Hand hygiene compliance is recognized as “one of the most important ways to reduce the transmission of pathogens in healthcare settings”1 and by inference, reduces the occurrence or healthcare-associated infections (HAIs). Although the Centers for Disease Control and Prevention (CDC) has publicized that proper hand hygiene is the single most effective method for preventing these infections, every year 2 million patients contract HAIs in the U.S. alone and approximately 99,000 die from them. Although significant effort and emphasis has been placed on hand hygiene compliance in the U.S. and abroad, rates are estimated to be 30 percent to 50 percent on average at most facilities. Healthcare providers are facing increased challenges as new requirements around mandatory reporting and Centers for Medicare and Medicaid Services (CMS) non-reimbursement of certain healthcare-acquired conditions puts pressure on providers to implement more robust infection prevention programs to improve patient safety.
Few people outside of the infection control world realize that HAIs are the fourth leading cause of death in the U.S., but awareness is growing as media coverage of methicillin-resistant Staphylococcus aureus (MRSA) infections continues and legislation calling for MRSA screening is being put in place. It is only a matter of time before hospitals will be asked to begin reporting on hand hygiene compliance in addition to other quality metrics. In fact, such a program of reporting hand hygiene compliance rates is being called for now in the U.K. by the Scotland National Health Service.
Studies have shown that improved hand hygiene compliance in hospitals has financial benefits in addition to improved patient safety through lower incidence of HAIs. According to data from the Pennsylvania Health Care Cost Containment Council, the average hospital charge is $31,389, while a patient with an HAI is nearly six times the cost at $185,260.2 As hospitals look to further increase hand hygiene compliance, they must take into consideration the various guidelines set forth by regulatory and advisory bodies with their specific requirements and differences. The World Health Organization (WHO) and Joint Commission (JC) recommendations focus on reducing the risk of HAIs, and encouraging patients’ active involvement in their own care. The CDC’s recommendations focus more on educating healthcare workers around improving and monitoring hand hygiene practices. The WHO has also implemented a campaign to educate healthcare workers on “Five Moments for Hand Hygiene:”3
1. Before patient contact
2. Before aseptic tasks
3. After body fluid exposure risk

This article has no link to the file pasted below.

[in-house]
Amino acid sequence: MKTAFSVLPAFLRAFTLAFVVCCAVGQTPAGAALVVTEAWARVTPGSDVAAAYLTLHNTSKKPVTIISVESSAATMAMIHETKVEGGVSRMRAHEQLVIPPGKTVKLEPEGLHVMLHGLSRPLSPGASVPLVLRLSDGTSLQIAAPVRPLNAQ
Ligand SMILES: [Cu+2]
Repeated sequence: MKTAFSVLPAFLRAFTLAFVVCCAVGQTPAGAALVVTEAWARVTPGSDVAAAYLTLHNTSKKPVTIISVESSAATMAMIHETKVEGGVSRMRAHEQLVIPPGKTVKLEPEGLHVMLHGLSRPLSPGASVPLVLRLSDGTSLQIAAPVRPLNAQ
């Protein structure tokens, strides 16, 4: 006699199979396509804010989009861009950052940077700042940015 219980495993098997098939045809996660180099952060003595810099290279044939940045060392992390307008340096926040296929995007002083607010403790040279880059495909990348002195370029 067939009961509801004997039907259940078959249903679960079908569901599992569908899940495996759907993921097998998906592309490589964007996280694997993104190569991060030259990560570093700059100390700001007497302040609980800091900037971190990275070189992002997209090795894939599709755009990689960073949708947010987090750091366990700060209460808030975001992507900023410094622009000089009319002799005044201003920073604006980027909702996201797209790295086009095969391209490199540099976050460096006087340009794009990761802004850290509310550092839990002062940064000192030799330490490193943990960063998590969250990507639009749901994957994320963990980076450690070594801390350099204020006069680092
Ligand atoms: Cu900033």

4. After patient contact
5. After contact with patient surroundings
The focus here is to help clarify when healthcare workers should perform hand hygiene. The simplicity of the language, the alignment with work process flow, and the applicability to a wide variety of settings make this simple tool valuable to any program to improve hand hygiene compliance.
When comparing the CDC and WHO guidelines, both call out direct observation as well as indirect monitoring, in which the hospitals can monitor product usage and use these measurements as a surrogate in order to determine compliance rates throughout the hospital.
Some hospitals have implemented such product measurement systems with good success. For example, Good Samaritan Hospital in Baltimore takes a multi-modal approach to its hand hygiene compliance program, including patient empowerment (“It’s OK to Ask”), staff education, direct observation, and product volume measurement means of encouraging and measuring compliance. As subscribers to Ecolab’s Hand Hygiene Compliance Monitoring Program, Good Samaritan is provided a monthly analysis of its compliance rates through McGuckin Methods International, Inc., an independent consulting group.
As presented in a poster at this year’s meeting of the Society for Healthcare Epidemiologists of America (SHEA), Good Samaritan Hospital began using the Ecolab patient empowerment program, “It’s OK to Ask,” in May 2008. One month later, the product volume measurement (PVM) compliance average was 70 percent; the direct observation (DO) average was 96 percent. After six months, the compliance average as measured by product volume was 77 percent, while direct observation compliance average was 97 percent. In that period, compliance increased by 7 percent as measured by product volume use and 1 percent as observed handwashing. The small difference between the direct observation rates may be attributable to the Hawthorne effect which this method is subject to if workers are aware of the observers’ presence. The improvement as measured by the product volume method is significant and is not subject to the same bias. The different methods of measurement complement each other, offering a more complete picture of hand hygiene compliance.